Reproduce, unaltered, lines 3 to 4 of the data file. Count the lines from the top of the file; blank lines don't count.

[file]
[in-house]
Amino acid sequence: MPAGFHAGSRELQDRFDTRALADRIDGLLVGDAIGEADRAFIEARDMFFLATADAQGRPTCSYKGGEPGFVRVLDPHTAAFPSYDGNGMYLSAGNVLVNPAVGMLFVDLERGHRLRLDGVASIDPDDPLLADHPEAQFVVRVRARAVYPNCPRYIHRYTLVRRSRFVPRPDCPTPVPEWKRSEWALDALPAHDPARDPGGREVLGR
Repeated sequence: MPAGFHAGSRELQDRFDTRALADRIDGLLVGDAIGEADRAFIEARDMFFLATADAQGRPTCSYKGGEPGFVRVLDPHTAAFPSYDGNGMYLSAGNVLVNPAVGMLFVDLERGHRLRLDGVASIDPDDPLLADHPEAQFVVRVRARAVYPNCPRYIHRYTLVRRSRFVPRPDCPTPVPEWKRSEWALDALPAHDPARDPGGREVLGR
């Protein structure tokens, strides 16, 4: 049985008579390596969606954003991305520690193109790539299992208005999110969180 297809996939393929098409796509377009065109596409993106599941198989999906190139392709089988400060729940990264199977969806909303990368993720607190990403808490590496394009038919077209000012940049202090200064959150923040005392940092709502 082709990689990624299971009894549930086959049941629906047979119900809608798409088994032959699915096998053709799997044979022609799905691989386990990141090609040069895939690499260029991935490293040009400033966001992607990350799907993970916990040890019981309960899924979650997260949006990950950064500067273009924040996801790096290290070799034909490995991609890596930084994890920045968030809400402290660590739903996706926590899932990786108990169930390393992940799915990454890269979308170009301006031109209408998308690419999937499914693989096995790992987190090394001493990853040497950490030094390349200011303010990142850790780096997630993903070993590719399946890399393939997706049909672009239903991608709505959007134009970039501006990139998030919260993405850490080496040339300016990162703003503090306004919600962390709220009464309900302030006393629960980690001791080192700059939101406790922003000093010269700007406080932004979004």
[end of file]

Repeated sequence: MPAGFHAGSRELQDRFDTRALADRIDGLLVGDAIGEADRAFIEARDMFFLATADAQGRPTCSYKGGEPGFVRVLDPHTAAFPSYDGNGMYLSAGNVLVNPAVGMLFVDLERGHRLRLDGVASIDPDDPLLADHPEAQFVVRVRARAVYPNCPRYIHRYTLVRRSRFVPRPDCPTPVPEWKRSEWALDALPAHDPARDPGGREVLGR
């Protein structure tokens, strides 16, 4: 049985008579390596969606954003991305520690193109790539299992208005999110969180 297809996939393929098409796509377009065109596409993106599941198989999906190139392709089988400060729940990264199977969806909303990368993720607190990403808490590496394009038919077209000012940049202090200064959150923040005392940092709502 082709990689990624299971009894549930086959049941629906047979119900809608798409088994032959699915096998053709799997044979022609799905691989386990990141090609040069895939690499260029991935490293040009400033966001992607990350799907993970916990040890019981309960899924979650997260949006990950950064500067273009924040996801790096290290070799034909490995991609890596930084994890920045968030809400402290660590739903996706926590899932990786108990169930390393992940799915990454890269979308170009301006031109209408998308690419999937499914693989096995790992987190090394001493990853040497950490030094390349200011303010990142850790780096997630993903070993590719399946890399393939997706049909672009239903991608709505959007134009970039501006990139998030919260993405850490080496040339300016990162703003503090306004919600962390709220009464309900302030006393629960980690001791080192700059939101406790922003000093010269700007406080932004979004």